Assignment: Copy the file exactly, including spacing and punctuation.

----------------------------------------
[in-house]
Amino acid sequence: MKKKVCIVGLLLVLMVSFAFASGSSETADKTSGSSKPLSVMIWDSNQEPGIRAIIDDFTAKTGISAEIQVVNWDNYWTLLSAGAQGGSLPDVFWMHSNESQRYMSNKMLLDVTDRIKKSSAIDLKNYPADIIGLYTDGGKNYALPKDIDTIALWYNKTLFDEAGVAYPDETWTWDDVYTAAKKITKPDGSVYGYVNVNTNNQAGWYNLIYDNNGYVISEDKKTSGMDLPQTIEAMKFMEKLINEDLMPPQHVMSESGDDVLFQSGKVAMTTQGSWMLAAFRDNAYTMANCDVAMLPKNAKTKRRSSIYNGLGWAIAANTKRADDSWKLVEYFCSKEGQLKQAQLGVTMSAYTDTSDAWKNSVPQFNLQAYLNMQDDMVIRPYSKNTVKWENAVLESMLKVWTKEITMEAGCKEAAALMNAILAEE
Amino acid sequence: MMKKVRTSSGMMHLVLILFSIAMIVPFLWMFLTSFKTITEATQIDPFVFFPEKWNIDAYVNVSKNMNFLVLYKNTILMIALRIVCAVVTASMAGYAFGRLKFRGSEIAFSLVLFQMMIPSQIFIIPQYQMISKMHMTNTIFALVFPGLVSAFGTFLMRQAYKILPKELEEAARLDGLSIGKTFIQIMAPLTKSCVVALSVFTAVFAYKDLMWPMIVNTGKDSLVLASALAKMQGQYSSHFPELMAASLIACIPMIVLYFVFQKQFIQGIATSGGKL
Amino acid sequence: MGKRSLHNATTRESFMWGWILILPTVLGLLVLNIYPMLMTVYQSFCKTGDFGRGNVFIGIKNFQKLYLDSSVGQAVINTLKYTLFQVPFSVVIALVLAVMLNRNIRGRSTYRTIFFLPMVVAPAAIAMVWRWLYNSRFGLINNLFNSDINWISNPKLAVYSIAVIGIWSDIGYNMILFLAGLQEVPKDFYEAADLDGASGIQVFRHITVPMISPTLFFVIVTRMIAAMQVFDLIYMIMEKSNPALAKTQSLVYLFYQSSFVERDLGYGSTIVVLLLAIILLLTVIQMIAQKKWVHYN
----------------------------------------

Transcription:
[in-house]
Amino acid sequence: MKKKVCIVGLLLVLMVSFAFASGSSETADKTSGSSKPLSVMIWDSNQEPGIRAIIDDFTAKTGISAEIQVVNWDNYWTLLSAGAQGGSLPDVFWMHSNESQRYMSNKMLLDVTDRIKKSSAIDLKNYPADIIGLYTDGGKNYALPKDIDTIALWYNKTLFDEAGVAYPDETWTWDDVYTAAKKITKPDGSVYGYVNVNTNNQAGWYNLIYDNNGYVISEDKKTSGMDLPQTIEAMKFMEKLINEDLMPPQHVMSESGDDVLFQSGKVAMTTQGSWMLAAFRDNAYTMANCDVAMLPKNAKTKRRSSIYNGLGWAIAANTKRADDSWKLVEYFCSKEGQLKQAQLGVTMSAYTDTSDAWKNSVPQFNLQAYLNMQDDMVIRPYSKNTVKWENAVLESMLKVWTKEITMEAGCKEAAALMNAILAEE
Amino acid sequence: MMKKVRTSSGMMHLVLILFSIAMIVPFLWMFLTSFKTITEATQIDPFVFFPEKWNIDAYVNVSKNMNFLVLYKNTILMIALRIVCAVVTASMAGYAFGRLKFRGSEIAFSLVLFQMMIPSQIFIIPQYQMISKMHMTNTIFALVFPGLVSAFGTFLMRQAYKILPKELEEAARLDGLSIGKTFIQIMAPLTKSCVVALSVFTAVFAYKDLMWPMIVNTGKDSLVLASALAKMQGQYSSHFPELMAASLIACIPMIVLYFVFQKQFIQGIATSGGKL
Amino acid sequence: MGKRSLHNATTRESFMWGWILILPTVLGLLVLNIYPMLMTVYQSFCKTGDFGRGNVFIGIKNFQKLYLDSSVGQAVINTLKYTLFQVPFSVVIALVLAVMLNRNIRGRSTYRTIFFLPMVVAPAAIAMVWRWLYNSRFGLINNLFNSDINWISNPKLAVYSIAVIGIWSDIGYNMILFLAGLQEVPKDFYEAADLDGASGIQVFRHITVPMISPTLFFVIVTRMIAAMQVFDLIYMIMEKSNPALAKTQSLVYLFYQSSFVERDLGYGSTIVVLLLAIILLLTVIQMIAQKKWVHYN